Running our models on T4 using TensorRT INT8 precision enables its Tensor Core microarchitecture for increased throughput and lower latency while still maintaining strong detection accuracy. The final end to end inference performance we obtain after applying these optimizations depends on the chosen backbone, with latencies between 18ms per image at 0.31 mAP and 33ms for 0.39 mAP. These results demonstrate that we can design highly accurate object detection models and still be able to deploy them on GPU with low inference latency.

Under the hood

Now let’s take a look under the hood at the tools we employed and how they helped us optimize the object detection pipeline.

Basic overview of using RetinaNet CLI

The code for this project is open source and available on the NVIDIA GitHub page. We provide an installable command line module that allows users to quickly train, test (infer) and export object detection models. This makes it easy for you to experiment with the project yourself.

Training a RetinaNet model is as simple as specifying the backbone architecture (in this case, a ResNet50 based FPN) and datasets to use for training/evaluation:

retinanet train retinanet_rn50fpn.pth --backbone ResNet50FPN \
    --images /coco/images/train2017/ --annotations /coco/annotations/instances_train2017.json \
    --val-images /coco/images/val2017/ --val-annotations /coco/annotations/instances_val2017.json

The retinanet train command can also be used to finetune an existing model for another dataset. The --fine-tune retinanet_rn50fpn.pth argument will load the pretrained model, strip off the last layers of the existing cls_heads that were used to predict classes from the original dataset, and attach new ones tailored to the new finetuning dataset:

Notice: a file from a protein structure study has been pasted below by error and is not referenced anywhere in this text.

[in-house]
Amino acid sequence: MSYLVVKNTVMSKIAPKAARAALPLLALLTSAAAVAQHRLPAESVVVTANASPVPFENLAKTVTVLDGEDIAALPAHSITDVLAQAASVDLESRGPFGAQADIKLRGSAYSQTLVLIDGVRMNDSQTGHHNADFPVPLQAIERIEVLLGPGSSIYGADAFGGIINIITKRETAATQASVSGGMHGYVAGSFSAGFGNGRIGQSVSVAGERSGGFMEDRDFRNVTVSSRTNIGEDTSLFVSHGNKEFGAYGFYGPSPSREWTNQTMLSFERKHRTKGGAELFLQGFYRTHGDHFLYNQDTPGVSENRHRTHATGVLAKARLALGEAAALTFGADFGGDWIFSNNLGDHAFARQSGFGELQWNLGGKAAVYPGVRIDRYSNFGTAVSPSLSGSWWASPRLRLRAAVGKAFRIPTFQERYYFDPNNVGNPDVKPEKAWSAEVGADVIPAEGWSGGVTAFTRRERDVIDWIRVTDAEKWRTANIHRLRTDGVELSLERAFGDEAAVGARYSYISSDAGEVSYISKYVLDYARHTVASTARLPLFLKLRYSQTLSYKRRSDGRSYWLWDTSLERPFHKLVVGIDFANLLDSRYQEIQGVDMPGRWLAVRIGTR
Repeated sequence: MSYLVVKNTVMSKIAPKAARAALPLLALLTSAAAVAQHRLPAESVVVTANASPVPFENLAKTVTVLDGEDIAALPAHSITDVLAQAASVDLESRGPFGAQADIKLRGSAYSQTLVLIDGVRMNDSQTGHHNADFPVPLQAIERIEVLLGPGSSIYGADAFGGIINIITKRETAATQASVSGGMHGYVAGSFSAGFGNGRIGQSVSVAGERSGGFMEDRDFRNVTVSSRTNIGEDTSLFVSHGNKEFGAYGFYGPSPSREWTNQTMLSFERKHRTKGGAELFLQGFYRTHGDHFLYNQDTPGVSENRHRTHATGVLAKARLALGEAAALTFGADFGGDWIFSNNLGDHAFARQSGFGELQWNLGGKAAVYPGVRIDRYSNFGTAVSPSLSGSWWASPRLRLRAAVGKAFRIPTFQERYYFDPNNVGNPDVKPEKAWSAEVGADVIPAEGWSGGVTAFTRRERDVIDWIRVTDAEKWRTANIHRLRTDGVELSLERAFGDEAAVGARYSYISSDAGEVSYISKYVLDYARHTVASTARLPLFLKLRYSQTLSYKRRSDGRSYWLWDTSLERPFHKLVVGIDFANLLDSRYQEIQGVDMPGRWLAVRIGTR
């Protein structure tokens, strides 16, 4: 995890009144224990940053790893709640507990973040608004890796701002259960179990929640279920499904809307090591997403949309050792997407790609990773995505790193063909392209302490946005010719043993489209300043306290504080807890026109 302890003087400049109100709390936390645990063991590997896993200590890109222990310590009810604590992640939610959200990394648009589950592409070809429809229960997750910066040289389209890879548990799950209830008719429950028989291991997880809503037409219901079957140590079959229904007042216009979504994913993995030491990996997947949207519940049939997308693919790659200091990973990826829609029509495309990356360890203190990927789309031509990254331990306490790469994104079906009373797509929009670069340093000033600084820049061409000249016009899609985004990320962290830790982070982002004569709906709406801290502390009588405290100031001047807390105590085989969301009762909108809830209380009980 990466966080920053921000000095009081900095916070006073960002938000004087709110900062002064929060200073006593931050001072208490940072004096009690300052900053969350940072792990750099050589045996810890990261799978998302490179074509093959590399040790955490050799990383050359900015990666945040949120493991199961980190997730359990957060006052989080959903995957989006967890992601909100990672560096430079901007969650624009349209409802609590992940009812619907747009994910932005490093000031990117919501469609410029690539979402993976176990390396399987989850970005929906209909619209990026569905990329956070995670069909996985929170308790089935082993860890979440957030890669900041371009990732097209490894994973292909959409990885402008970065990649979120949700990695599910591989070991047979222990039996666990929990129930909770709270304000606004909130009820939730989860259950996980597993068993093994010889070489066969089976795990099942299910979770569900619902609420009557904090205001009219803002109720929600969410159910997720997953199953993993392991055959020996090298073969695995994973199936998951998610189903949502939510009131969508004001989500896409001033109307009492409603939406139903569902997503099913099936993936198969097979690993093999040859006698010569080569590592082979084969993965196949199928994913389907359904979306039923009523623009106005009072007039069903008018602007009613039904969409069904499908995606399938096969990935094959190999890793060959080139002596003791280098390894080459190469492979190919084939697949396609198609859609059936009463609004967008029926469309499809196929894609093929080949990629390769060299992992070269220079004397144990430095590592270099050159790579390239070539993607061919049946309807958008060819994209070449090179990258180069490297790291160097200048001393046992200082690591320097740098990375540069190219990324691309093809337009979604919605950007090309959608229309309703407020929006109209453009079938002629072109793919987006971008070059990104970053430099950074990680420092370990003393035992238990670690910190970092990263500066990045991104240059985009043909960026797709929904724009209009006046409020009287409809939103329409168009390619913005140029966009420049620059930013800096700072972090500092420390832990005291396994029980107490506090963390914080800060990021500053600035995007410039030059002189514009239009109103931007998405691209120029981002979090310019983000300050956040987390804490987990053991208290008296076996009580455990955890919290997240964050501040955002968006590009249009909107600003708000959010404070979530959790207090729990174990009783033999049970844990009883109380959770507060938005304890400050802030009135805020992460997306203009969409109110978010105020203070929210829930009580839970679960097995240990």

retinanet train model_mydataset.pth \
    --fine-tune retinanet_rn50fpn.pth \
    --classes 20 --iters 10000 --val-iters 1000 --lr 0.0005 \
    --resize 512 --jitter 480 640 --images /voc/JPEGImages/ \
    --annotations /voc/pascal_train2012.json --val-annotations /voc/pascal_val2012.json

Once a model is trained, its accuracy can be evaluated with the retinanet infer command:

retinanet infer retinanet_rn50fpn.pth --images /coco/images/val2017/ --annotations /coco/annotations/instances_val2017.json

The retinanet export command abstracts away the complexity of converting a PyTorch RetinaNet model into a TensorRT engine and replaces it with a single invocation:

retinanet export model.pth engine.plan

By default, retinanet export will generate TensorRT engines targeting FP16 precision. However, users can take advantage of TensorRT’s INT8 calibration algorithm to produce a higher performance INT8 engine by specifying a path to calibration images:

retinanet export model.pth engine.plan --int8 --calibration-images /coco/images/val2017/

You can also use retinanet infer to evaluate your TensorRT engine:

retinanet infer engine.plan --images /coco/images/val2017/ --annotations /coco/annotations/instances_val2017.json

DALI

NVIDIA’s open source DALI project focuses on accelerating the preprocessing pipeline for deep learning applications. DALI provides a set of highly optimized building blocks that can run on CPU or GPU for commonly used preprocessing functions. It supports a wide variety of data formats and can easily be integrated with popular deep learning frameworks, allowing the preprocessing pipeline to be portable across workloads.